Scott Rasmussen explains why his polls were more favorable to Mitt Romney than warranted -- minority and youth turnout was higher than he thought, while older voters were more quiet than he assumed.
A preliminary review indicates that one reason for this is that we underestimated the minority share of the electorate. In 2008, 26% of voters were non-white. We expected that to remain relatively constant. However, in 2012, 28% of voters were non-white. That was exactly the share projected by the Obama campaign.
It is not clear at the moment whether minority turnout increased nationally, white turnout decreased, or if it was a combination of both. The increase in minority turnout has a significant impact on the final projections since Romney won nearly 60% of white votes while Obama won an even larger share of the minority vote.
Another factor may be related to the generation gap. It is interesting to note that the share of seniors who showed up to vote was down slightly from 2008 while the number of young voters was up slightly. Pre-election data suggested that voters over 65 were more enthusiastic about voting than they had been four years earlier so the decline bears further examination.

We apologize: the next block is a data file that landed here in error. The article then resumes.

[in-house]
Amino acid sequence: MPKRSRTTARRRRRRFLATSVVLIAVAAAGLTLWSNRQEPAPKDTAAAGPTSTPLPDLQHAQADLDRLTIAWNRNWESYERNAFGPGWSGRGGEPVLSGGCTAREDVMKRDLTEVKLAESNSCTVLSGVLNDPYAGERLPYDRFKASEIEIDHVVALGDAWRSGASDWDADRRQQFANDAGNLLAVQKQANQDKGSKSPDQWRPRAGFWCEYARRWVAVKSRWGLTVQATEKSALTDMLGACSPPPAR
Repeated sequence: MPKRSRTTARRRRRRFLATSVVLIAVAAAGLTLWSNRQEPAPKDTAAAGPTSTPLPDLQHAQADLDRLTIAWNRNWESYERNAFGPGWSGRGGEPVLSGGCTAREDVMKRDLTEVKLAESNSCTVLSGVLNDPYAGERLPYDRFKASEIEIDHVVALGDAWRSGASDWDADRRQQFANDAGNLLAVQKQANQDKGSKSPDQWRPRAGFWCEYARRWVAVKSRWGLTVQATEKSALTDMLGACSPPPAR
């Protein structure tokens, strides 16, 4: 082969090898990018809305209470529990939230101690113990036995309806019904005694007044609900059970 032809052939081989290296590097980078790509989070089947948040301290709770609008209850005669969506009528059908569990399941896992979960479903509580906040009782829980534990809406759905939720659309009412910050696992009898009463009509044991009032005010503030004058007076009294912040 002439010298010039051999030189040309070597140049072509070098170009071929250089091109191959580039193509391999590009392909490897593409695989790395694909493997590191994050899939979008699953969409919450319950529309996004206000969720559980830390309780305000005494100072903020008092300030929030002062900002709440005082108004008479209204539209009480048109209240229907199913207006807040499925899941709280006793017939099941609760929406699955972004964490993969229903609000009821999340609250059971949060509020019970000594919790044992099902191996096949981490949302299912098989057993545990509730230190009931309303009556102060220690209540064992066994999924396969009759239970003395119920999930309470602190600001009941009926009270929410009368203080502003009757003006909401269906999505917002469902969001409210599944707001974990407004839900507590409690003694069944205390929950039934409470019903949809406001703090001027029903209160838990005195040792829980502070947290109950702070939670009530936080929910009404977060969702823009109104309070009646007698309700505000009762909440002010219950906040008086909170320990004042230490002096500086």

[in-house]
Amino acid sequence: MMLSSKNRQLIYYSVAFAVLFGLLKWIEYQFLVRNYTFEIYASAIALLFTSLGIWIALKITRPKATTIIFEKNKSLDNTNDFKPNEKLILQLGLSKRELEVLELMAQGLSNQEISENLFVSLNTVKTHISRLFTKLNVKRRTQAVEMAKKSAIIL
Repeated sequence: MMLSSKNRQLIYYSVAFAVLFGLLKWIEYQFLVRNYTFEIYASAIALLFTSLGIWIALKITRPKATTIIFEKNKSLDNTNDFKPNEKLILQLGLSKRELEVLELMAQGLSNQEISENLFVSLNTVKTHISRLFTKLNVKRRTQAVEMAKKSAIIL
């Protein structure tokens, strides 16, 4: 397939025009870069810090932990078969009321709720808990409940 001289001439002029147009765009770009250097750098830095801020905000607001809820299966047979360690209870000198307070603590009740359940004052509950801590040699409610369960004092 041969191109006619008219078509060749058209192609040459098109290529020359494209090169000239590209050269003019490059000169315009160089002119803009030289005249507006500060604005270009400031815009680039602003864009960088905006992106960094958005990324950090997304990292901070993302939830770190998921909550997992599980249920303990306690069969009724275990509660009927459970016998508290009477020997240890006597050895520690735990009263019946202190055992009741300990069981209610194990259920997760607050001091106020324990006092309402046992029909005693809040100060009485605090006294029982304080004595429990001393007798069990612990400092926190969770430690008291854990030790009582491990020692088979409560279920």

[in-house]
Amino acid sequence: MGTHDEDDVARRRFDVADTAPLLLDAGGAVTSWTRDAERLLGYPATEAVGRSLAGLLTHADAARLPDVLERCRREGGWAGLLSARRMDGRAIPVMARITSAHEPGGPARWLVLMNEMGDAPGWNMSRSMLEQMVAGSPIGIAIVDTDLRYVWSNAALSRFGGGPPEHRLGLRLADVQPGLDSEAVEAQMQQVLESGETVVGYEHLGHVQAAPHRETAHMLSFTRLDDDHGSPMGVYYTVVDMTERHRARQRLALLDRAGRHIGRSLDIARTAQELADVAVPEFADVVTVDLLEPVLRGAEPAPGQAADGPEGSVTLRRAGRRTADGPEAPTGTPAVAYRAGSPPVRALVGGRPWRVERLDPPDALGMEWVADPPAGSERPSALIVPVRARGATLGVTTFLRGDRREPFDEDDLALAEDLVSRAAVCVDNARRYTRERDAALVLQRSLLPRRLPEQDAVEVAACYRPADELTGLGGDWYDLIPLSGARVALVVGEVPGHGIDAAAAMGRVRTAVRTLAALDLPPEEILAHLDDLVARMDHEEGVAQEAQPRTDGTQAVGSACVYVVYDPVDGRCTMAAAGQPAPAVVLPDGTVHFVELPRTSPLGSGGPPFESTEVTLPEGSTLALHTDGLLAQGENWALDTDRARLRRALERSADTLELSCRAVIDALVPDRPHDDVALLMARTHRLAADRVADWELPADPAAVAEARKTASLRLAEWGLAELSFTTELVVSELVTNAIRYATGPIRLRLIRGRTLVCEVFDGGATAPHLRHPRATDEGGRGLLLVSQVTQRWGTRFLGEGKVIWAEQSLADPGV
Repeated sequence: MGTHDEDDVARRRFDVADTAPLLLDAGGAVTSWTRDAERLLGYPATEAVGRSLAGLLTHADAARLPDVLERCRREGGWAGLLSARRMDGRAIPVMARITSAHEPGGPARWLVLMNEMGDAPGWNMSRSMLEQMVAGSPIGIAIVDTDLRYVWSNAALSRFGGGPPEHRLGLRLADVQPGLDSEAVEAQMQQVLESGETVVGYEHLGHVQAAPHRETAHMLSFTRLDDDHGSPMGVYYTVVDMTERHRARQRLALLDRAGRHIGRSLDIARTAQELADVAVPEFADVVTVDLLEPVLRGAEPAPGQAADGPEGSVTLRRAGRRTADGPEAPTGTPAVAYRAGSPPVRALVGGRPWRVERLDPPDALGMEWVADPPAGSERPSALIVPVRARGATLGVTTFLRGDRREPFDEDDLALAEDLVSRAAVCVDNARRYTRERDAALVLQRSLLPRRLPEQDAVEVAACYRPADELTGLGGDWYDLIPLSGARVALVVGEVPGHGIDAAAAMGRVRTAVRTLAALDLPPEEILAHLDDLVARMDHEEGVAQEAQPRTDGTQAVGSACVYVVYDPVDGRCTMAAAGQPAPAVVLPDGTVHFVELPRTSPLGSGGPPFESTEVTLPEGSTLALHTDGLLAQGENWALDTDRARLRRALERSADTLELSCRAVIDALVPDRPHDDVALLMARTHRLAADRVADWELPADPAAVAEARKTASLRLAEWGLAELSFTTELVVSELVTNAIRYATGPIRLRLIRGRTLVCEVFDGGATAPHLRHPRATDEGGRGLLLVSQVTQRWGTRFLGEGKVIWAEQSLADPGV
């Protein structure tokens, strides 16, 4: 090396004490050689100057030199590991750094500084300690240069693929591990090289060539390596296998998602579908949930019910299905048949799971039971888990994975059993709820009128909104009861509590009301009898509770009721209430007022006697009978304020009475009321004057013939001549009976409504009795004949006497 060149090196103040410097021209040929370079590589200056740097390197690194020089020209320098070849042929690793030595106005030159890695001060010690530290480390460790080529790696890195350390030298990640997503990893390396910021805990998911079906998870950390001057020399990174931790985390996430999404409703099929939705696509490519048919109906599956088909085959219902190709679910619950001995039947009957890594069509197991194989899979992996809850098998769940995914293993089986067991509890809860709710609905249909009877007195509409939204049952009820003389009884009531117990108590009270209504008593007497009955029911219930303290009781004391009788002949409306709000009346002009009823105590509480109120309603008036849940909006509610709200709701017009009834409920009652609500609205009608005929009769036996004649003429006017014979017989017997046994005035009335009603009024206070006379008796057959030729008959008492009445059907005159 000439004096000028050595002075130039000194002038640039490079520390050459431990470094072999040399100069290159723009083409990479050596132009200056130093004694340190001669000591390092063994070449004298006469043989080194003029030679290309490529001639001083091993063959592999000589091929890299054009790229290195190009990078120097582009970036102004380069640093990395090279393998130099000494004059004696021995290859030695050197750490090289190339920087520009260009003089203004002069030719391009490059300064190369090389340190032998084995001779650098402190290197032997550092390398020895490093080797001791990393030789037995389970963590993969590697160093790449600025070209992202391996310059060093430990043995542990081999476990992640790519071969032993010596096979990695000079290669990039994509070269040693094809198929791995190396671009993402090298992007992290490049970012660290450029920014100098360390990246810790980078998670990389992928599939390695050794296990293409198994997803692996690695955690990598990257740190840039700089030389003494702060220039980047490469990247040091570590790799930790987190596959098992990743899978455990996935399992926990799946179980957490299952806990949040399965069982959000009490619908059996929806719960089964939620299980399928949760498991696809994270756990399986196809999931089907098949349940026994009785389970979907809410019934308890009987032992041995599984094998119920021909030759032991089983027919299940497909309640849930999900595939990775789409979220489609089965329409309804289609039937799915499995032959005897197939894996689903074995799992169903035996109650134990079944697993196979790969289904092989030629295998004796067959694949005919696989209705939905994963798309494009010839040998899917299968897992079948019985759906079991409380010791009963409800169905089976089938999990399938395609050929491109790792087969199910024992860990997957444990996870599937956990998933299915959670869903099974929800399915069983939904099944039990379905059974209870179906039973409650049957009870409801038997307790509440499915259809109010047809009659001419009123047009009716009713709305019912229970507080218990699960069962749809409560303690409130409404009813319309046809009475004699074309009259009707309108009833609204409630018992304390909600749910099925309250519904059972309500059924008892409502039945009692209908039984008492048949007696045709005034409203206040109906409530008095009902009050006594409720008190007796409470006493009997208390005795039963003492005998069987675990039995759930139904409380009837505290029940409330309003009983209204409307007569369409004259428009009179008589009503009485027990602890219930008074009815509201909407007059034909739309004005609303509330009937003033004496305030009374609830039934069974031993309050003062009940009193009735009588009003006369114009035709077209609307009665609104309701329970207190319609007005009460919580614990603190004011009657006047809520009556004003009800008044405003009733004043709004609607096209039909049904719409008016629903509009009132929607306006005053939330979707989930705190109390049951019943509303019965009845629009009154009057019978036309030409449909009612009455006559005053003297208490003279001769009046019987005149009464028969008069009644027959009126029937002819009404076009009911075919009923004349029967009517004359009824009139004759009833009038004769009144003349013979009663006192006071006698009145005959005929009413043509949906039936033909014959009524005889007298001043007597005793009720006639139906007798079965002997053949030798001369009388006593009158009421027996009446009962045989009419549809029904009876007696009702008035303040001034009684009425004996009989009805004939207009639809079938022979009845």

One of this election's polling lessons might be that, in these days of early voting, "very enthusiastic" doesn't mean much more than "enthusiastic" and "enthusiastic" doesn't mean much more than "planning to vote."
Throughout this cycle, pollsters of every ilk pegged GOP enthusiasm as higher than Democratic enthusiasm, but by the time voters were counted, that proved to be -- if not a sham -- somewhat meaningless.
Going forward, there are lots of things to discuss, but one of them is the usefulness of measuring enthusiasm. When voters have an entire month to cast their ballots, it's pretty easy to work up the courage to brave a non-existent line about one mile from home.